Pew Research Center is a subsidiary of The Pew Charitable Trusts, its primary funder. This is the latest report in Pew Research Center’s ongoing investigation of the state of news, information and journalism in the digital age, a research program funded by The Pew Charitable Trusts, with generous support from the John S. and James L. Knight Foundation.
- While 27% of U.S. adults say they have heard of Truth Social, only 2% use the site for news. Overall, just 6% of Americans regularly get news from at least one of the seven sites studied, and no single site is used for news by more than 2% of U.S. adults. In comparison, many more Americans use more established sites for news, including Facebook (31%), YouTube (25%) and Twitter (14%).
- Truth Social identifies itself as a platform for free speech – but the evidence of this is mixed. The Google Play store initially rejected the Truth Social app because it did not remove posts that incited violence (though the store did make it available after the site took more steps to moderate these posts). In contrast, there have also been reports of Truth Social blocking content due to the political views expressed, and the site’s terms of service prohibit sexual and violent content.
- Many of those who get news on Truth Social report having positive experiences. Among the 2% of U.S. adults who regularly get news there, 87% say they expect the news and information there to be mostly accurate, while 13% expect it to be mostly inaccurate. Around six-in-ten Truth Social news consumers (58%) say the news they got there helped them better understand current events, while 17% say it made them more confused about current events.
A large share of those who regularly get news on Truth Social (57%) say they are very or somewhat satisfied with the experience, while 25% are very or somewhat dissatisfied and the rest give a neutral assessment. Additionally, 59% of these news consumers say the discussions they see on the site are mostly friendly, while 16% see mostly unfriendly discussions and 25% say they see about an equal mix of friendly and unfriendly discussions.
- Although Truth Social identifies itself as nonpartisan, many prominent Truth Social accounts are right-leaning or pro-Trump. The Center’s recent study examined 200 prominent accounts on Truth Social, selected from those with the most followers. As of June 2022, the vast majority of these accounts (94%) are individuals while 3% are organizations. And a majority of these accounts (83%) have values or other appeals in their profiles.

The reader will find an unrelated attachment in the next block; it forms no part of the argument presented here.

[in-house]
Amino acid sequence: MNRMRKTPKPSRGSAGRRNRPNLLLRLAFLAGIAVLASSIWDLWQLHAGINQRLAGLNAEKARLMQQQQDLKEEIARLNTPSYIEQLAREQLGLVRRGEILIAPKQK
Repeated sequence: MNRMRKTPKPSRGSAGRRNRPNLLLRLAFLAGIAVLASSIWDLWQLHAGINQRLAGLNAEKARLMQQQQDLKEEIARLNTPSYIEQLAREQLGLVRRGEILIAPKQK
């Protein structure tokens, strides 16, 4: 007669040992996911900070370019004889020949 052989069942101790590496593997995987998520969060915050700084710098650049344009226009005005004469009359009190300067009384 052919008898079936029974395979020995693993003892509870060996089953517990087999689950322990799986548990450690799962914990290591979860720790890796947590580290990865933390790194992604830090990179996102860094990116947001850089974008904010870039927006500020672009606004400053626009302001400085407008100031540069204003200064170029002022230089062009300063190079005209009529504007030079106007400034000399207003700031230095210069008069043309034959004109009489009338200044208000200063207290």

About half of these 200 accounts (49%) have a reference to being right-leaning or pro-Trump in their profile – higher than any other alternative social media site studied. In addition, 44% of prominent accounts express a religious identity, and 43% have a reference to patriotism or a pro-America message.
- Guns, the Capitol riot and vaccines are among the subjects that prominent Truth Social accounts focused on in June 2022. A review of posts from these 200 prominent Truth Social accounts found that 64% posted about guns and gun rights in June 2022, 62% posted about the Jan. 6 attack on the Capitol, 55% posted about vaccines, 55% posted about LGBTQ issues and 54% posted about abortion. (These posts came amid widespread discussion of several high-profile shootings and the Supreme Court’s decision to overturn Roe v. Wade, and at a time when a U.S. House committee was investigating the Jan. 6 Capitol riot. Vaccinations and LGBTQ issues were also regularly in the news.)
- About two-thirds (66%) of those who regularly get news from any of the seven alternative social media sites studied by the Center – including Truth Social – identify as Republicans or lean toward the Republican Party. This is far higher than the share who identify as Democrats or lean Democratic (33%). By comparison, those who get news on at least one of three more established social media sites studied by the Center – Facebook, Twitter and YouTube – are more likely to be Democrats or Democratic-leaning than Republican or Republican-leaning.